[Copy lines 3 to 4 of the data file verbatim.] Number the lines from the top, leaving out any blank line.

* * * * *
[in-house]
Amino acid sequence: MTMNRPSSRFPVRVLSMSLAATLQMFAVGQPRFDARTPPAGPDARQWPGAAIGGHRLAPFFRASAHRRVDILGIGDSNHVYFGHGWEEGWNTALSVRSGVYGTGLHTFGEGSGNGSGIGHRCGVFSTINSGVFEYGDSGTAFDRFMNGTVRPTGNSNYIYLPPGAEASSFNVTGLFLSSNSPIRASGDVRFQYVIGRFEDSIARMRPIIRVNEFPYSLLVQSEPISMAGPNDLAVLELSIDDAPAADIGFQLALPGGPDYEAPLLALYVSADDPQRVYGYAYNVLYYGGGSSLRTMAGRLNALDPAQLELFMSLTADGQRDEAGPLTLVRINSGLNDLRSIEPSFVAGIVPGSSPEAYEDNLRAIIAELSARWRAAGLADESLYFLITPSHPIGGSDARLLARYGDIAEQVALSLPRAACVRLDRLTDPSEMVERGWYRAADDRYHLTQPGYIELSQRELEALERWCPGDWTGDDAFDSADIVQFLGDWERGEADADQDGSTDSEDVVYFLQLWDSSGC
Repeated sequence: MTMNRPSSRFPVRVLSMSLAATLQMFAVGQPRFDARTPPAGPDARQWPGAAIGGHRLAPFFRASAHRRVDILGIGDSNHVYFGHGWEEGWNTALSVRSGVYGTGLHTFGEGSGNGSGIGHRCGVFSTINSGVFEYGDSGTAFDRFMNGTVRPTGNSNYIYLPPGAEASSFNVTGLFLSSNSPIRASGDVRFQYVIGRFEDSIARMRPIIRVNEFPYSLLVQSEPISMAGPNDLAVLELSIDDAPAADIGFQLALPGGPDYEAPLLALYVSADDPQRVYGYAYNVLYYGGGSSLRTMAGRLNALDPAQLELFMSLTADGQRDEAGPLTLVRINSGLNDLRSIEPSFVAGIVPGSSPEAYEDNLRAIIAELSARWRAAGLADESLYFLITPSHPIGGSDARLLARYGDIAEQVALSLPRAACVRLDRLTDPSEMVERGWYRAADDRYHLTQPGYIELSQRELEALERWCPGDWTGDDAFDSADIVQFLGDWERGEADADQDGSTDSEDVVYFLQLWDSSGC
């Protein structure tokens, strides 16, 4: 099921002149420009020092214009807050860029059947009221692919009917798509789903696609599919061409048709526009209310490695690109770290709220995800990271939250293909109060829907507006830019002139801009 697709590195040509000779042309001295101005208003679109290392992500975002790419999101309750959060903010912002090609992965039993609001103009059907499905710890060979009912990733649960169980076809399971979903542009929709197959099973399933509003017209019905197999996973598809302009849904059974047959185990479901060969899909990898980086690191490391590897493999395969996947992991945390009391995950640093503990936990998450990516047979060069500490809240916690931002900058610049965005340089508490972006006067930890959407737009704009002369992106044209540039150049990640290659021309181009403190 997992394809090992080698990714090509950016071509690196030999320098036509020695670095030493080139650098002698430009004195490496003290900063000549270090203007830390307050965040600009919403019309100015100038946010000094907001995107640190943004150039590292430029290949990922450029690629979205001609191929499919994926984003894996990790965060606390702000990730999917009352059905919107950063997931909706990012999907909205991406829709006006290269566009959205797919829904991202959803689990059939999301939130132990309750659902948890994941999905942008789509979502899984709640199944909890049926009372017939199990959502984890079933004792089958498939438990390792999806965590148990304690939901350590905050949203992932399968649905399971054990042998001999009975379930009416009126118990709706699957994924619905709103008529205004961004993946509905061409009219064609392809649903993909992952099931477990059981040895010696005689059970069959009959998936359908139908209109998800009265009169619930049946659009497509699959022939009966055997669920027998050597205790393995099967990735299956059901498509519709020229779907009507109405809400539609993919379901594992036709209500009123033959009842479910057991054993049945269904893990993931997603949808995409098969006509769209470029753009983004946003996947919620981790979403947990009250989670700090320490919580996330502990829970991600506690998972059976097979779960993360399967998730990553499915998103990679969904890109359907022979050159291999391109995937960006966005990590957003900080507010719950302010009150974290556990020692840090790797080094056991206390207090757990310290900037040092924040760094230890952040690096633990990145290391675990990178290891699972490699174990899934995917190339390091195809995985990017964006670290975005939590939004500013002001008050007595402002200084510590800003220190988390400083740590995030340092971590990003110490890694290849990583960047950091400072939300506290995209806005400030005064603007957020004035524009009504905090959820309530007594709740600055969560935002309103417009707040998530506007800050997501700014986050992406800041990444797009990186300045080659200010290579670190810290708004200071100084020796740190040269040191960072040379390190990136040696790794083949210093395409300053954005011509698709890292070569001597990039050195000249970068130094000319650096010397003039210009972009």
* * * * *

Repeated sequence: MTMNRPSSRFPVRVLSMSLAATLQMFAVGQPRFDARTPPAGPDARQWPGAAIGGHRLAPFFRASAHRRVDILGIGDSNHVYFGHGWEEGWNTALSVRSGVYGTGLHTFGEGSGNGSGIGHRCGVFSTINSGVFEYGDSGTAFDRFMNGTVRPTGNSNYIYLPPGAEASSFNVTGLFLSSNSPIRASGDVRFQYVIGRFEDSIARMRPIIRVNEFPYSLLVQSEPISMAGPNDLAVLELSIDDAPAADIGFQLALPGGPDYEAPLLALYVSADDPQRVYGYAYNVLYYGGGSSLRTMAGRLNALDPAQLELFMSLTADGQRDEAGPLTLVRINSGLNDLRSIEPSFVAGIVPGSSPEAYEDNLRAIIAELSARWRAAGLADESLYFLITPSHPIGGSDARLLARYGDIAEQVALSLPRAACVRLDRLTDPSEMVERGWYRAADDRYHLTQPGYIELSQRELEALERWCPGDWTGDDAFDSADIVQFLGDWERGEADADQDGSTDSEDVVYFLQLWDSSGC
């Protein structure tokens, strides 16, 4: 099921002149420009020092214009807050860029059947009221692919009917798509789903696609599919061409048709526009209310490695690109770290709220995800990271939250293909109060829907507006830019002139801009 697709590195040509000779042309001295101005208003679109290392992500975002790419999101309750959060903010912002090609992965039993609001103009059907499905710890060979009912990733649960169980076809399971979903542009929709197959099973399933509003017209019905197999996973598809302009849904059974047959185990479901060969899909990898980086690191490391590897493999395969996947992991945390009391995950640093503990936990998450990516047979060069500490809240916690931002900058610049965005340089508490972006006067930890959407737009704009002369992106044209540039150049990640290659021309181009403190 997992394809090992080698990714090509950016071509690196030999320098036509020695670095030493080139650098002698430009004195490496003290900063000549270090203007830390307050965040600009919403019309100015100038946010000094907001995107640190943004150039590292430029290949990922450029690629979205001609191929499919994926984003894996990790965060606390702000990730999917009352059905919107950063997931909706990012999907909205991406829709006006290269566009959205797919829904991202959803689990059939999301939130132990309750659902948890994941999905942008789509979502899984709640199944909890049926009372017939199990959502984890079933004792089958498939438990390792999806965590148990304690939901350590905050949203992932399968649905399971054990042998001999009975379930009416009126118990709706699957994924619905709103008529205004961004993946509905061409009219064609392809649903993909992952099931477990059981040895010696005689059970069959009959998936359908139908209109998800009265009169619930049946659009497509699959022939009966055997669920027998050597205790393995099967990735299956059901498509519709020229779907009507109405809400539609993919379901594992036709209500009123033959009842479910057991054993049945269904893990993931997603949808995409098969006509769209470029753009983004946003996947919620981790979403947990009250989670700090320490919580996330502990829970991600506690998972059976097979779960993360399967998730990553499915998103990679969904890109359907022979050159291999391109995937960006966005990590957003900080507010719950302010009150974290556990020692840090790797080094056991206390207090757990310290900037040092924040760094230890952040690096633990990145290391675990990178290891699972490699174990899934995917190339390091195809995985990017964006670290975005939590939004500013002001008050007595402002200084510590800003220190988390400083740590995030340092971590990003110490890694290849990583960047950091400072939300506290995209806005400030005064603007957020004035524009009504905090959820309530007594709740600055969560935002309103417009707040998530506007800050997501700014986050992406800041990444797009990186300045080659200010290579670190810290708004200071100084020796740190040269040191960072040379390190990136040696790794083949210093395409300053954005011509698709890292070569001597990039050195000249970068130094000319650096010397003039210009972009």